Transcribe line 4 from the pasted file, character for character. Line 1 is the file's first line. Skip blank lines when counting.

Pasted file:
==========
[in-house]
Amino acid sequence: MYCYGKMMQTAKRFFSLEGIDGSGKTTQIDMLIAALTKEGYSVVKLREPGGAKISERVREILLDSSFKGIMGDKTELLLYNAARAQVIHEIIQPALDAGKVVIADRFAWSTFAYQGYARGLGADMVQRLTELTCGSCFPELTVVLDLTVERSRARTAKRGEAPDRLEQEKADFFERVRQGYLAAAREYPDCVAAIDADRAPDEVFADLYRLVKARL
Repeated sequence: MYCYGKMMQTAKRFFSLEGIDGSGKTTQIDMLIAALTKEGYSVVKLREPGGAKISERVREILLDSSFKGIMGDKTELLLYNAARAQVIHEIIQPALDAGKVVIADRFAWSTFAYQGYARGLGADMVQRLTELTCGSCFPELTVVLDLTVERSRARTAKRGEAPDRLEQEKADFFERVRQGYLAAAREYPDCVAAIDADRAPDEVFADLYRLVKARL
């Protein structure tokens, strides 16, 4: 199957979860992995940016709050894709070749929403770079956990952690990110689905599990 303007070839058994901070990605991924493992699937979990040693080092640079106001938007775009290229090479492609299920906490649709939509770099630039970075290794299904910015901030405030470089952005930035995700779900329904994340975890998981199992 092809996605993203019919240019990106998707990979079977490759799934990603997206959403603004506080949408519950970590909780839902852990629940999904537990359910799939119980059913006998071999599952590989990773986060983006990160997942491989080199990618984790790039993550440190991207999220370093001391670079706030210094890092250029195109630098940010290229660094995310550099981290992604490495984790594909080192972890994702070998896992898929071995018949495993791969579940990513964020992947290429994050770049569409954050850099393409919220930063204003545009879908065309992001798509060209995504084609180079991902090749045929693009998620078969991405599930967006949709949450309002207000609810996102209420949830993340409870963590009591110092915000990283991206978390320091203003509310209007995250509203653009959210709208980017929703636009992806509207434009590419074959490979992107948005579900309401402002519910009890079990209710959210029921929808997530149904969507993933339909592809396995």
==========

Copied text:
């Protein structure tokens, strides 16, 4: 199957979860992995940016709050894709070749929403770079956990952690990110689905599990 303007070839058994901070990605991924493992699937979990040693080092640079106001938007775009290229090479492609299920906490649709939509770099630039970075290794299904910015901030405030470089952005930035995700779900329904994340975890998981199992 092809996605993203019919240019990106998707990979079977490759799934990603997206959403603004506080949408519950970590909780839902852990629940999904537990359910799939119980059913006998071999599952590989990773986060983006990160997942491989080199990618984790790039993550440190991207999220370093001391670079706030210094890092250029195109630098940010290229660094995310550099981290992604490495984790594909080192972890994702070998896992898929071995018949495993791969579940990513964020992947290429994050770049569409954050850099393409919220930063204003545009879908065309992001798509060209995504084609180079991902090749045929693009998620078969991405599930967006949709949450309002207000609810996102209420949830993340409870963590009591110092915000990283991206978390320091203003509310209007995250509203653009959210709208980017929703636009992806509207434009590419074959490979992107948005579900309401402002519910009890079990209710959210029921929808997530149904969507993933339909592809396995």